Sunday, July 12, 2009

"Brüno" Comes Out

Opening night, my wife (we are permissive when it comes to film; my wife and many of the families we socialize with work in Hollywood so my kids have grown up with a lot of films that others would not see until older; I admit even the ticket seller was warning us) and my younger, if über-sophisticated, son (he wanted to see it without us separately with friends as his 16-year-old brother was--somehow at another theater in the trust-fund boho district-- but little bro could not) saw "Brüno." Quite a few older people walked out during the film, even in hipster downtown L.A. (Older son says nobody did in the Los Feliz-Silver Lake venue, unsurprisingly.) Sacha Baron Cohen as with "Borat" takes on a daring mix of satire and social commentary in his comedy that both celebrates and denigrates how gays often perform in front of straights and how many straights fear and hate gays. Note the verbal distinctions.

This reminded me of [in the threaded discussion for the class I teach in a topic about ethics vs. free speech, a student's] comment about porn-- the film barely got an "R" rather that "NC" rating; I figured better to have my kid see it with us so we could put it into context; my older son is very film-savvy and understands what Baron Cohen's getting at with his satire. One person's erotica is another's smut, I suppose. Although no sexual images or scenes in "Brüno" any more than "Borat" can be seen as titillating! When sexual excess is paraded so comically and obviously, it turns either to humor at its sheer ridiculousness at our body's lusts and longings, or it makes people, as in the movie, walk away in disgust at such revelations.

That's I guess how satire works: it exaggerates our hidden desires and secret behaviors until, as with a stand-up comedian or a gross-out comedy, we can only shrink away in horror or learn to laugh at ourselves and our weak, desperate, and perhaps frightening human desires for attention, satisfaction, fun, and greed. A difficult set of rights to protect by the First Amendment from a time when the Founding Fathers may never have dreamed up what "Borat" & "Brüno" parade on the screen, but I am glad we have the flexibility to have a country that allows such freedom. Others of course condemn America for such folly and warn us of damnation.

Ironic that the film has jokes about Jesus, the Holocaust, Osama, and Hasidic Jews, but when it comes to Michael Jackson, the scene with LaToya had to be cut at the last moment, so as not to offend. Talk about a skewed sense of moral priorities.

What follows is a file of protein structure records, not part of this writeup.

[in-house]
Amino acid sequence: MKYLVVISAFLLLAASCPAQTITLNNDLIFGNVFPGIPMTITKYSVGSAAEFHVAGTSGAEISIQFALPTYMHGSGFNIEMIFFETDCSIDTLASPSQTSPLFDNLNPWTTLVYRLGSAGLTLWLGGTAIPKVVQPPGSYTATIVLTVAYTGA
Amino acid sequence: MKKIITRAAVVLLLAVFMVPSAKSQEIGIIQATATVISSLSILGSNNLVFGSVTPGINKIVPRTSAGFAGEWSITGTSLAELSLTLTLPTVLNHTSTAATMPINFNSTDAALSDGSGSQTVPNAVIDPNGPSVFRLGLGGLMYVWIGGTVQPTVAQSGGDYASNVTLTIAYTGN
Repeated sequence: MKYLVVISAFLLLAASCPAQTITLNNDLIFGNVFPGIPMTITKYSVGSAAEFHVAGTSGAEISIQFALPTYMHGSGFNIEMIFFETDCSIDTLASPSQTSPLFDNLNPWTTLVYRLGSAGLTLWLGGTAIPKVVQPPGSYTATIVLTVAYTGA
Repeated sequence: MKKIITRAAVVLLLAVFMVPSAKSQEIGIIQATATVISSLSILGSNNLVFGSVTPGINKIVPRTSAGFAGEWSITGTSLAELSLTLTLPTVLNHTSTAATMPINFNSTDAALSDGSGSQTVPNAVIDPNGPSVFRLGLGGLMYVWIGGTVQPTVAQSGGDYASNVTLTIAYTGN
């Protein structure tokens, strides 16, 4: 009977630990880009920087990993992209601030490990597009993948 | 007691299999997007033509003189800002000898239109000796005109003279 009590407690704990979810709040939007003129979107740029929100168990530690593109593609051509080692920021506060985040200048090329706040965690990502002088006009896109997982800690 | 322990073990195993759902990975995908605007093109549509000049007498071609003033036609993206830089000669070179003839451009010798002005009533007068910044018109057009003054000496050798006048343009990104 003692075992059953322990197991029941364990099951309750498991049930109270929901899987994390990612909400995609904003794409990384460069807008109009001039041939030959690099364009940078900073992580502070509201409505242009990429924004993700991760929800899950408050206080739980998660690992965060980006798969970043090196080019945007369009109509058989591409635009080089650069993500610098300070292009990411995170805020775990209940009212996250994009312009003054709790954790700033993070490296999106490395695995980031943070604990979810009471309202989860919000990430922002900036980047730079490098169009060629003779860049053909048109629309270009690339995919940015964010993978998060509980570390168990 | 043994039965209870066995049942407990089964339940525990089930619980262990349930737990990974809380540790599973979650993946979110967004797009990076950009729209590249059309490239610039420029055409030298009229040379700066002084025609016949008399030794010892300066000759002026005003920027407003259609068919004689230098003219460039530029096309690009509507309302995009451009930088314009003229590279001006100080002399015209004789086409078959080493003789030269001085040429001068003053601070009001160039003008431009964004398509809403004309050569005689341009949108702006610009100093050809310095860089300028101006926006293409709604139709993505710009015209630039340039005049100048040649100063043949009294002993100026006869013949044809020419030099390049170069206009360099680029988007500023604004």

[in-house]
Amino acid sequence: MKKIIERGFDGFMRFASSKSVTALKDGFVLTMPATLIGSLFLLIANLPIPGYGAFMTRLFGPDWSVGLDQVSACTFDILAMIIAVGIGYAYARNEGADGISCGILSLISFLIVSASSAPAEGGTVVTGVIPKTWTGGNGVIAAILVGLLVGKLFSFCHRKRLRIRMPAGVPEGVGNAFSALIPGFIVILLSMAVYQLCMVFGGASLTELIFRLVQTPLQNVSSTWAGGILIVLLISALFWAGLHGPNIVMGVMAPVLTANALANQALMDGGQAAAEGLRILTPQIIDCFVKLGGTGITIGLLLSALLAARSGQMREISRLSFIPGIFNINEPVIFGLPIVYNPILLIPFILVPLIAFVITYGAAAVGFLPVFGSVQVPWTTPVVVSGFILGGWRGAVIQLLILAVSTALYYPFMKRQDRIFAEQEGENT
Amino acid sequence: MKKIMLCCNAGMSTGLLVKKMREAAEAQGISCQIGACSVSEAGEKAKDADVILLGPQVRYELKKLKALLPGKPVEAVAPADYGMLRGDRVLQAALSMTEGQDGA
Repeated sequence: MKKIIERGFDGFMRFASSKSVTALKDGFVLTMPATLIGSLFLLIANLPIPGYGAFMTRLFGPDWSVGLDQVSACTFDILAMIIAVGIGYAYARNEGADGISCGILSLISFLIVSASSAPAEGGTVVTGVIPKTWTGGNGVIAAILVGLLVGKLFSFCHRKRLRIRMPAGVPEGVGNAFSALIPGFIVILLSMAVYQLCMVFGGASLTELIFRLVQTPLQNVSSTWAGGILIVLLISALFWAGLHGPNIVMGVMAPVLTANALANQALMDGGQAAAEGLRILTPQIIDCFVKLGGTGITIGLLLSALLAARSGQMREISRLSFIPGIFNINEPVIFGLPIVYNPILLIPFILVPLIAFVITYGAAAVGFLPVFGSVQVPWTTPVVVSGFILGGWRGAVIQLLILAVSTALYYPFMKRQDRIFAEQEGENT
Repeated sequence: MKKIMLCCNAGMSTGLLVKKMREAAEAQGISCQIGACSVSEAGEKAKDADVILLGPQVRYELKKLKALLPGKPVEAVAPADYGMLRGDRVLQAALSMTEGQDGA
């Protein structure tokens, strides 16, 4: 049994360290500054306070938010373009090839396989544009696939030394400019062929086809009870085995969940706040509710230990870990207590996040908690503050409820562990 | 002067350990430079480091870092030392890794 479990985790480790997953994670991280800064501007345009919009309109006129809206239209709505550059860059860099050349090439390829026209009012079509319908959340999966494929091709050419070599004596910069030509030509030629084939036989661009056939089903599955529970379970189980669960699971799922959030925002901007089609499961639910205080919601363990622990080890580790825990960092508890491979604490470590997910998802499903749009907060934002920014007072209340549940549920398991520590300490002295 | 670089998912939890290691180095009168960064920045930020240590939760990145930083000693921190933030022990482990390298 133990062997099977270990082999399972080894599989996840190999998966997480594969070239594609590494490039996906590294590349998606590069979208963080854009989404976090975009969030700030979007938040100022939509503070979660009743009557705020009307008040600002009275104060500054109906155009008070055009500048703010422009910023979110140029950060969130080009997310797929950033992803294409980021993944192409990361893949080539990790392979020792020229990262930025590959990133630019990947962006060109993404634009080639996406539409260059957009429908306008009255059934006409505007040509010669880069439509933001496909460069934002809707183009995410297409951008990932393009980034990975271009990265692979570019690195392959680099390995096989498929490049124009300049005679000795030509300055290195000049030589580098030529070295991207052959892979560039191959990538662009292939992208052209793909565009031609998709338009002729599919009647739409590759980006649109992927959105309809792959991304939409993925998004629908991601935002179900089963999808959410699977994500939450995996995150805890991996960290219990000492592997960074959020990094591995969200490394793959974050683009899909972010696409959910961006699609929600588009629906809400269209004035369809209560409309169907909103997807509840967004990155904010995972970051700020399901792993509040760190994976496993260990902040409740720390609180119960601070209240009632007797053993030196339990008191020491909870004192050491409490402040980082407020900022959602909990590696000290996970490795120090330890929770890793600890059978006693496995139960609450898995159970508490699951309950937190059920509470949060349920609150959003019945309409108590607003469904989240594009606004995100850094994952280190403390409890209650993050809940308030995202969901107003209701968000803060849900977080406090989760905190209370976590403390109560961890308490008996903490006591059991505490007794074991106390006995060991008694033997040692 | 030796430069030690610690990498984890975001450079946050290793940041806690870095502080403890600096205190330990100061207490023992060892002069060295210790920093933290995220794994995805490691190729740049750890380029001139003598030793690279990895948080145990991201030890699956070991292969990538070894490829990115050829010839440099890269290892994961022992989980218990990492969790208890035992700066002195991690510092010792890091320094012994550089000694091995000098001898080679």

The above was my response in the on-line component of the college speech course I have started teaching, to a student body generally very conservative, from immigrant/ first-generation poor or working class backgrounds; so far students in the discussion thread have defended the right to speak about Christianity vs. school restrictions, and debated hate-speech restrictions on campuses vs. claims for First Amendment rights.

P.S. I add that older brother told me only this week that younger brother did not know until only this week what "heterosexual" meant. Although they both doubtless have heard "metrosexual" for years now. Seeing where we live, what they see, and whom they know, is this progress?

See promo film's trailer-- and click for the "Englisch" link but this may have been hacked-- at one of the rare domain names not yet taken, until by the "hottest white guy since Jesus": "". Photo from the "Elephant Journal" with links to NY Times review and videos re: film's plea for gay tolerance, or lack of: "Delicious Journeys Through America for the Purpose of Making Heterosexual Males Visibly Uncomfortable in the Presence of a Gay Foreigner in a Mesh T-Shirt"

1 comment:

Bo said...

The idea of (socially) 'conservative students' is fascinating: it would be simply meaningless here, our right wing being slightly to the left of the Democratic Party on most issues. (The Tories are firmly behind the National Health Service, for example--anything else would be political suicide in a general election, so US right-wing spluttering about 'socialised medicine' seem wacko to us.)